I feel a need to say something about my frustration with FOP, because I think it's a potential issue for the XSL FO world in general and it concerns me, especially as a person who's working very hard to try to advance the acceptance and use of FO, both through educating potential users and working with the various implementations to identify flaws and suggest improvements.

First, let me be clear that FOP as a project is a very good thing: the world absolutely needs a solid open-source implementation of XSL FO. I know that the FOP volunteers are working very hard and have put in an amazing amount of effort on the development achievements to date. I know how hard it is to implement page composition at all, much less in the context of a highly generalized scheme like XSL FO.

My frustration stems from the fact that FOP, as good as it is, is simply not ready for general use--it implements too few features of FO and has too many implementation bugs to be considered a candidate for any sort of production use except in the most constrained use cases.

This means, for example, that I cannot report my experience with how FO implements a particular feature for the simple reason that FOP is unable to process most of my samples *at all*. For example, I just downloaded the latest stable release and tried to run it against a sample I have that exercises a wide range of table rendering options. Because FOP doesn't implement support for percentages for lengths on blocks (the message I get indicates that it doesn't know how to deal with "100%" as a value for inline-progression-dimension, which must be coming from "width="100%" on my tables), it can't render these table samples at all. Because my focus as an integrator is on building production systems for my customers, I can't justify building test cases that will work within the severe constraints currently imposed by FOP. This frustrates me.

My frustration is not that FOP can't do this stuff--it is still in early development--but that the FOP documentation doesn't make it clear that it can't do this stuff. If one reads the documentation, including the limitations, it would appear that FOP implements almost everything in FO--the list of features listed as explicitly not supported is very short. But my tests, and a look at the FOP to-dos, make it clear that FOP is much more limited. This leads to a serious mismatch between expectations and reality.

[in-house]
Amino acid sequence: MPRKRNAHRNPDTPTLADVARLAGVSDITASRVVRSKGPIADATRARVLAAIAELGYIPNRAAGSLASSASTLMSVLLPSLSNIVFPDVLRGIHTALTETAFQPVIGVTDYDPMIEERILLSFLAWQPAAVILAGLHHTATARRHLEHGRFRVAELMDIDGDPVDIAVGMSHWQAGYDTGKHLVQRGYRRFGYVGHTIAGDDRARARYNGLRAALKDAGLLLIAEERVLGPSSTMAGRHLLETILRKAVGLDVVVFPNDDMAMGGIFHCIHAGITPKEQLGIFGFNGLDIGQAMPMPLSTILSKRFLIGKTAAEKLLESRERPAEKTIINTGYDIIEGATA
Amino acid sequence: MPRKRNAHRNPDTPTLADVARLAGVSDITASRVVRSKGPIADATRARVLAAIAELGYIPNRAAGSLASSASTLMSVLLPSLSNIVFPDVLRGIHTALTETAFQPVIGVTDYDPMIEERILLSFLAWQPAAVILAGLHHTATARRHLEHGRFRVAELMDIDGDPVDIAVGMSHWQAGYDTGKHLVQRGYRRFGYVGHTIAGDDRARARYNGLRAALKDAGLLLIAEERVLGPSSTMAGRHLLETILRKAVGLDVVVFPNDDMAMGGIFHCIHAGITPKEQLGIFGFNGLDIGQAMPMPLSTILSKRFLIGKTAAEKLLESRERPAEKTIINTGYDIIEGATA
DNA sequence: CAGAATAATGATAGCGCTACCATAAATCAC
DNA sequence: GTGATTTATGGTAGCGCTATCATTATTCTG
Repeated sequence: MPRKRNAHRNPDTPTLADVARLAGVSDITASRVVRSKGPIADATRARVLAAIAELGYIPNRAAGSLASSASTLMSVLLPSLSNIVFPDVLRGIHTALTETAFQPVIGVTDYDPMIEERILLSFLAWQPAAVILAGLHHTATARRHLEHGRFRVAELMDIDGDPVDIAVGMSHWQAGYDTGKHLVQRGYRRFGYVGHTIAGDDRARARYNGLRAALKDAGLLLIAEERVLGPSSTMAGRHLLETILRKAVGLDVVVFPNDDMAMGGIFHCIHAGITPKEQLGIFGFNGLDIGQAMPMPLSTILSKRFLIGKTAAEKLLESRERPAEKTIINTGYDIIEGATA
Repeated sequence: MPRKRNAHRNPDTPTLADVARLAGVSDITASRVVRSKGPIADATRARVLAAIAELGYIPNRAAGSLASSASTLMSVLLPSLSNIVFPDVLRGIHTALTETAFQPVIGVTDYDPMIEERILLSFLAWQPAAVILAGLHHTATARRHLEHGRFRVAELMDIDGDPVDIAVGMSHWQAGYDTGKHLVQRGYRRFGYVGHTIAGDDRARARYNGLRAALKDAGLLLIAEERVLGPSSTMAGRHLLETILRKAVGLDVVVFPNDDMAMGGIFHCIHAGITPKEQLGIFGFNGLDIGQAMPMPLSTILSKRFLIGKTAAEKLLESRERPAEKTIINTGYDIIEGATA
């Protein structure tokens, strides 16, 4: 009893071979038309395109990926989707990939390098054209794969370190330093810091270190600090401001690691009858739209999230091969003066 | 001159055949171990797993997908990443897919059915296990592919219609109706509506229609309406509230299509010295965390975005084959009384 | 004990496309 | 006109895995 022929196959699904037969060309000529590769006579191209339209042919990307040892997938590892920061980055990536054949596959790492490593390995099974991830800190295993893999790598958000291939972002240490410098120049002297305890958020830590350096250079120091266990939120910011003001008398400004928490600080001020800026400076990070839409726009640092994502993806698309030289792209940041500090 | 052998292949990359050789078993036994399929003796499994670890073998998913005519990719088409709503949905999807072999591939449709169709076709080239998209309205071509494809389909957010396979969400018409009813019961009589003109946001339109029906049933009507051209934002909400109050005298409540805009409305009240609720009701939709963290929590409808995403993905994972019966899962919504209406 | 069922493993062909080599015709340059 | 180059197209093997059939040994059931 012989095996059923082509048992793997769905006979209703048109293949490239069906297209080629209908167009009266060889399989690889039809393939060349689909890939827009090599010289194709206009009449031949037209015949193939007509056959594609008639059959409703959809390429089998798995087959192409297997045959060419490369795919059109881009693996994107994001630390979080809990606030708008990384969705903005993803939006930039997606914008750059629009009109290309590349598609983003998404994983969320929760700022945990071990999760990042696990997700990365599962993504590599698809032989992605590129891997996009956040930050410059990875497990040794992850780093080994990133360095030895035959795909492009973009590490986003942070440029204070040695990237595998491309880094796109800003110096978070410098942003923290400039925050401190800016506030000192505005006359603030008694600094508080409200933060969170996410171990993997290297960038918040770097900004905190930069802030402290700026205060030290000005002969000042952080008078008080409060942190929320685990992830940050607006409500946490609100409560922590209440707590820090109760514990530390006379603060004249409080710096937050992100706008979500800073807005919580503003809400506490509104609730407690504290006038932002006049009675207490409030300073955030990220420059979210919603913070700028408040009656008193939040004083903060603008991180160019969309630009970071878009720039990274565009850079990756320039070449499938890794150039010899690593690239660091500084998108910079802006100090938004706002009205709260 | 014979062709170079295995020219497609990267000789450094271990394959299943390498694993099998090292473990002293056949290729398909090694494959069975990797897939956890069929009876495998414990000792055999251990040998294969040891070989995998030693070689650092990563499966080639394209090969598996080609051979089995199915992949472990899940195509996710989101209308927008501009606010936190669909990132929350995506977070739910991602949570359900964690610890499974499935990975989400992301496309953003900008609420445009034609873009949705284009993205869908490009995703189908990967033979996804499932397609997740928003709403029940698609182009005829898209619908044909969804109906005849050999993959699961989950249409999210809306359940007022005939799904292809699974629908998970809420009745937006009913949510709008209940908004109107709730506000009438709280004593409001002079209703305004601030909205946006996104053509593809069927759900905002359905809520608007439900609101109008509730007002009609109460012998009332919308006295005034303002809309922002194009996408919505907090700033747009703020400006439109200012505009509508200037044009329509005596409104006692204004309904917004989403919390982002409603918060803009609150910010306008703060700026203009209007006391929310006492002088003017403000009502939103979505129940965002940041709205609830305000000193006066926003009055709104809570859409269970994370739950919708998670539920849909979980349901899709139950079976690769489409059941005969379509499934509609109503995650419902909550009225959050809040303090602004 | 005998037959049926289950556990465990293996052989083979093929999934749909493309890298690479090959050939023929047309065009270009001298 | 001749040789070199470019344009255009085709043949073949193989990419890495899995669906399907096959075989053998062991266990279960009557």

My fear, already borne out by some personal experience, is that FOP will give people a bad first impression of XSL FO, making them think that FO is much more limited than it is. We've already seen a number of posts to the various FO-related forums where people have confused FOP and XSL-FO, thinking that a limitation in the current version of FOP is a limitation in XSL-FO generally.

I really don't like having to say "I haven't tried X with FOP" because it makes it sound like I have something against FOP, which I don't. It's simply a fact that it's still at an early point in its development.

Thus, I would like to urge the FOP team to be more clear about the current limitations in FOP--list every property value and required behavior that isn't yet implemented. Also, be clear that, at its current level of development, FOP is not suited for production use. It's fine for experimentation and it's fine if you can live within the constraints it imposes, but it is not yet a general-use FO implementation (that is, an implementation that is all or mostly plug compatible with the other available implementations). I think this would go a long way toward avoiding the mismatch between expectation and experience that can cause people to get a bad first impression of XSL FO.

Or said another way: I should not have to explain to any of my customers why FOP is not yet a candidate FO implementation for them--that should be clear from the FOP site. When that status changes, I will be the first to let my customers and prospects know, because I know they would all like to have one more option, one that has no up-front license cost [which is not the same as saying that FOP is free--there are no free production solutions, only solutions with upfront licenses costs and solutions without; but there is always a cost to implementing any tool set for production use and usually the license cost is the least part of it.] For example, we have integrated the Apache Lucene full-text engine in several projects now. I would love to be able to do the same with FOP.

Cheers,

Eliot
--
W. Eliot Kimber, [EMAIL PROTECTED]
Consultant, ISOGEN International

1016 La Posada Dr., Suite 240
Austin, TX 78752 Phone: 512.656.4139


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